Despite polling that shows a clear majority of public and physician support for a single-payer system, Sen. Max Baucus (D-Mont.), chair of the Senate Finance Committee, has stated on multiple occasions that single payer is "off the table" of health reform.

Today's round table, the second of three, consisted of 15 witnesses with no single-payer advocates among them. By contrast, several witnesses have direct ties to the for-profit, private health insurance industry.

The doctors and activists were dressed in black, which they said was in memory of the 22,000 people who die every year due to lack of health insurance. They represented a coalition of single-payer advocacy organizations including Physicians for a National Health Program (PNHP), Healthcare-NOW, Single Payer Action, Private Health Insurance Must Go, the Campaign for Fresh Air and Clean Politics, Prosperity Agenda, and Health Care for the Homeless.

"Health insurance administrators are practicing medicine without a medical license," said Dr. Margaret Flowers, co-chair of Maryland chapter of PNHP. "The result is the suffering and death of thousands of patients for the sake of private profit. The private health insurance industry has a solid grip on patients, providers and legislators. It is time to stand up and declare that health care is a human right."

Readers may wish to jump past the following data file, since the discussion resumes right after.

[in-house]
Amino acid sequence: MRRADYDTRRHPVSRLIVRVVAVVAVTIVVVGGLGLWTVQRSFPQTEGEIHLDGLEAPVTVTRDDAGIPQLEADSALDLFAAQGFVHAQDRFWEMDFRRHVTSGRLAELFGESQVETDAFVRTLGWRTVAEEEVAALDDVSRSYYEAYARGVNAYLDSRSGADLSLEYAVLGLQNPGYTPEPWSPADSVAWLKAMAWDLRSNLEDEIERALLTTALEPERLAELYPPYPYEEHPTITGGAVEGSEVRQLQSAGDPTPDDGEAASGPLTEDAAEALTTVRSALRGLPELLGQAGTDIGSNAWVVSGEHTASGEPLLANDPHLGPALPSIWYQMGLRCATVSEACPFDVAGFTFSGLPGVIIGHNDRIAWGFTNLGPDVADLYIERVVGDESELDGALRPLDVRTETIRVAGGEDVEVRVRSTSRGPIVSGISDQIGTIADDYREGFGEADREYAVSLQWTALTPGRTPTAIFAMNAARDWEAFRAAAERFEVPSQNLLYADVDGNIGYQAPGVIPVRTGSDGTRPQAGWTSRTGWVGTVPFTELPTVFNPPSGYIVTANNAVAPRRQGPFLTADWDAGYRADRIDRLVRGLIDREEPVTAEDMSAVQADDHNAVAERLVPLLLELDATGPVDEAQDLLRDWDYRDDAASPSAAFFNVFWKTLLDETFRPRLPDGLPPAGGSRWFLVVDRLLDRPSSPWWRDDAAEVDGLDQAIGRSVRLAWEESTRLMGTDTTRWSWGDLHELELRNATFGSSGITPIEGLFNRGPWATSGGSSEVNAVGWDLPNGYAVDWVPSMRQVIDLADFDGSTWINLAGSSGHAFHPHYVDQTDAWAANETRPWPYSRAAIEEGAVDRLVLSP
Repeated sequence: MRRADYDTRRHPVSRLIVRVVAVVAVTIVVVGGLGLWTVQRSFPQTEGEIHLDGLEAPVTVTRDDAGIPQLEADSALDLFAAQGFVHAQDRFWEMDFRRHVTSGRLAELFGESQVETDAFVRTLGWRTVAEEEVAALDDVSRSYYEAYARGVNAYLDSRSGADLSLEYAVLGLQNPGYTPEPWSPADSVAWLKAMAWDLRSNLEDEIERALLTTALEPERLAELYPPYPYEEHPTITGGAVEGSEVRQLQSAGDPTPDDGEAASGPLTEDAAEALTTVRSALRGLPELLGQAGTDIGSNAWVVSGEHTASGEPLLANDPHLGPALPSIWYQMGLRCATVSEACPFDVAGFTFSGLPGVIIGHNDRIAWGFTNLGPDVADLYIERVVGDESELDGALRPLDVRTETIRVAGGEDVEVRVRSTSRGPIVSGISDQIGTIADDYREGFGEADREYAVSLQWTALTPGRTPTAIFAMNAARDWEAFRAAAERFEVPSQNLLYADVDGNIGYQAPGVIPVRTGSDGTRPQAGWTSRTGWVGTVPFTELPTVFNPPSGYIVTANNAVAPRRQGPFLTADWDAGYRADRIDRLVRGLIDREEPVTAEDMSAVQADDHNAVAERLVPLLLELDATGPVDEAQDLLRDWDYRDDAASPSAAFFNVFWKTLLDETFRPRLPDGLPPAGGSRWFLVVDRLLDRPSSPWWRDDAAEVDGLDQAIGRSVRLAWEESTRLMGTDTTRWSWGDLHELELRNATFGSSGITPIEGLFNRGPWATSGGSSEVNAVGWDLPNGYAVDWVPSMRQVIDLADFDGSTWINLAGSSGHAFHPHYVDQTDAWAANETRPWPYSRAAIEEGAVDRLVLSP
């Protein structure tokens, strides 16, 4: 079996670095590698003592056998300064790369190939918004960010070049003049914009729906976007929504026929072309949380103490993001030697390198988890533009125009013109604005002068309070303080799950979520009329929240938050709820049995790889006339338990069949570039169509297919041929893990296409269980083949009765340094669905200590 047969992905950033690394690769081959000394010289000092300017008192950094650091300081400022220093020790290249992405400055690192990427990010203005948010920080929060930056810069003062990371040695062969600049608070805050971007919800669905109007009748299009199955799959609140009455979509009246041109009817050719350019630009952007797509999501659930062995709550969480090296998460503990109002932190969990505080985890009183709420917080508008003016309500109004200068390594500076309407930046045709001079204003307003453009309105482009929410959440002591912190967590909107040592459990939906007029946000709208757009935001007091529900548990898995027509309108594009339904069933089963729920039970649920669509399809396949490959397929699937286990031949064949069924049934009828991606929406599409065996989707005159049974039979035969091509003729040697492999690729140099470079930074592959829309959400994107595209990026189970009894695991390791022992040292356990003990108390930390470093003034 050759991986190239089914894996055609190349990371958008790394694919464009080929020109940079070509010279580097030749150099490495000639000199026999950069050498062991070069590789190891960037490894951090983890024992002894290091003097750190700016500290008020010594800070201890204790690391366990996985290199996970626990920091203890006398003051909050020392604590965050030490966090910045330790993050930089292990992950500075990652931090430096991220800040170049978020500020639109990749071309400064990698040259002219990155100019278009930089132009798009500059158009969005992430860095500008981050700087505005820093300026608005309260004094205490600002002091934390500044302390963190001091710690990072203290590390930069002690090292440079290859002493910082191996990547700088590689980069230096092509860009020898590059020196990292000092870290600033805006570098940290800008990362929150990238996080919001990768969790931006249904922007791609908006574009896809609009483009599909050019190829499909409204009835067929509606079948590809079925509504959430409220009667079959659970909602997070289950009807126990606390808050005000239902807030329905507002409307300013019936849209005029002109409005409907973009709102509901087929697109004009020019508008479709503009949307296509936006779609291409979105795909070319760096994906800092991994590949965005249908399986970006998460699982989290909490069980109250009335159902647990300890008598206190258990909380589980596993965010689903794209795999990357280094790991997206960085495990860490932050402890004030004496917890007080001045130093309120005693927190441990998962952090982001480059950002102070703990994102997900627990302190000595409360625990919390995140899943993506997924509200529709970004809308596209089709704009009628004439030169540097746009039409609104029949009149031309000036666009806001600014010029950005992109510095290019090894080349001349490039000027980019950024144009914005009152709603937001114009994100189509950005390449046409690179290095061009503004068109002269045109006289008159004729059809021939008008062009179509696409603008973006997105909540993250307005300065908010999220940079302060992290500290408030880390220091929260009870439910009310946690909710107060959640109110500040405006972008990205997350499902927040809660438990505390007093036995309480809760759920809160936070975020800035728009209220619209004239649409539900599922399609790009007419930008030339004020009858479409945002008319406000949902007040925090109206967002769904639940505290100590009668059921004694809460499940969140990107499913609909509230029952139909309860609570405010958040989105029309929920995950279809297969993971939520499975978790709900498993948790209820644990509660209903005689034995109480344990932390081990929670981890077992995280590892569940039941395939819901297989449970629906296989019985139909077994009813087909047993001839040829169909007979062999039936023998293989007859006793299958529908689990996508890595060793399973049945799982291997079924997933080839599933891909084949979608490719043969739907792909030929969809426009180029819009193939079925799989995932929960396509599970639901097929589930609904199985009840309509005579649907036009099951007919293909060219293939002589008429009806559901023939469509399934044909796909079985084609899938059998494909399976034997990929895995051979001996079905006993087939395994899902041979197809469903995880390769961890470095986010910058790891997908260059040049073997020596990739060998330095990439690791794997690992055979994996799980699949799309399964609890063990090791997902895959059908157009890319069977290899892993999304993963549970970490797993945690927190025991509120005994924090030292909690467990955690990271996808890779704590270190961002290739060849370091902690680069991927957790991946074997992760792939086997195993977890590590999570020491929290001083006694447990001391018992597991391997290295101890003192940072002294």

Much to the frustration of Baucus, the multiple disruptions demanding single-payer be on the table set the tone for the second of three roundtables on Health Reform by the Senate Finance Committee.

Katie Robbins, assistant national coordinator of Healthcare-NOW, said: "The current discussion on health reform is political theater at its best. Our elected officials are hosting these events to go through the motions of what developing effective national health policy should look like. There is a big difference between getting health policy experts in the room and the witnesses here today who would profit the most from reform. That difference means our hard-earned dollars will go to further insurance industry profits, not to guarantee health care to the American people."